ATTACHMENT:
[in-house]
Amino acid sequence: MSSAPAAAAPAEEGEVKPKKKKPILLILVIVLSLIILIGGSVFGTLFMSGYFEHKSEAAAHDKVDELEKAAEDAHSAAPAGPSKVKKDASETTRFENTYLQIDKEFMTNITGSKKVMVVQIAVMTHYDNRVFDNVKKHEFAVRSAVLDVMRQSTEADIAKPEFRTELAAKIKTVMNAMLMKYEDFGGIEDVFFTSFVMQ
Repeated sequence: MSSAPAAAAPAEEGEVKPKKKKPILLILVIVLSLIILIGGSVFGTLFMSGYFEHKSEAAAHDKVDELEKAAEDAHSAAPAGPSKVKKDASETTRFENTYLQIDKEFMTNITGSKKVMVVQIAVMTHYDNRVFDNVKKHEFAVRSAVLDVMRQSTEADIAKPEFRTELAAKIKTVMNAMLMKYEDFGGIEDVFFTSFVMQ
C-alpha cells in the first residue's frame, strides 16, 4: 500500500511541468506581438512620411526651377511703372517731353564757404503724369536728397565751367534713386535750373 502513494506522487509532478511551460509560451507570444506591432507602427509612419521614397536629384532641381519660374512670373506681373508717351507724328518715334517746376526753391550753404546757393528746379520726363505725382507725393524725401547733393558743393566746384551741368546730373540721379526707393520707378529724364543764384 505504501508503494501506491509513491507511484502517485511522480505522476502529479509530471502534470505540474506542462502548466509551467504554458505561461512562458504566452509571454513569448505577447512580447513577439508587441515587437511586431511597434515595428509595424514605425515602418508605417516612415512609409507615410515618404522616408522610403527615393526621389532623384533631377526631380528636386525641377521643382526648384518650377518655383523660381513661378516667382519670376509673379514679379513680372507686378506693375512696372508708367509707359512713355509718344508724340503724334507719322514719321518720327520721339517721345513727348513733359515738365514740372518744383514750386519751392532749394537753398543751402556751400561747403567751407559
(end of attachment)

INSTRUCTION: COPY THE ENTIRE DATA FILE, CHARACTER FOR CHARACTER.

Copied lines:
[in-house]
Amino acid sequence: MSSAPAAAAPAEEGEVKPKKKKPILLILVIVLSLIILIGGSVFGTLFMSGYFEHKSEAAAHDKVDELEKAAEDAHSAAPAGPSKVKKDASETTRFENTYLQIDKEFMTNITGSKKVMVVQIAVMTHYDNRVFDNVKKHEFAVRSAVLDVMRQSTEADIAKPEFRTELAAKIKTVMNAMLMKYEDFGGIEDVFFTSFVMQ
Repeated sequence: MSSAPAAAAPAEEGEVKPKKKKPILLILVIVLSLIILIGGSVFGTLFMSGYFEHKSEAAAHDKVDELEKAAEDAHSAAPAGPSKVKKDASETTRFENTYLQIDKEFMTNITGSKKVMVVQIAVMTHYDNRVFDNVKKHEFAVRSAVLDVMRQSTEADIAKPEFRTELAAKIKTVMNAMLMKYEDFGGIEDVFFTSFVMQ
C-alpha cells in the first residue's frame, strides 16, 4: 500500500511541468506581438512620411526651377511703372517731353564757404503724369536728397565751367534713386535750373 502513494506522487509532478511551460509560451507570444506591432507602427509612419521614397536629384532641381519660374512670373506681373508717351507724328518715334517746376526753391550753404546757393528746379520726363505725382507725393524725401547733393558743393566746384551741368546730373540721379526707393520707378529724364543764384 505504501508503494501506491509513491507511484502517485511522480505522476502529479509530471502534470505540474506542462502548466509551467504554458505561461512562458504566452509571454513569448505577447512580447513577439508587441515587437511586431511597434515595428509595424514605425515602418508605417516612415512609409507615410515618404522616408522610403527615393526621389532623384533631377526631380528636386525641377521643382526648384518650377518655383523660381513661378516667382519670376509673379514679379513680372507686378506693375512696372508708367509707359512713355509718344508724340503724334507719322514719321518720327520721339517721345513727348513733359515738365514740372518744383514750386519751392532749394537753398543751402556751400561747403567751407559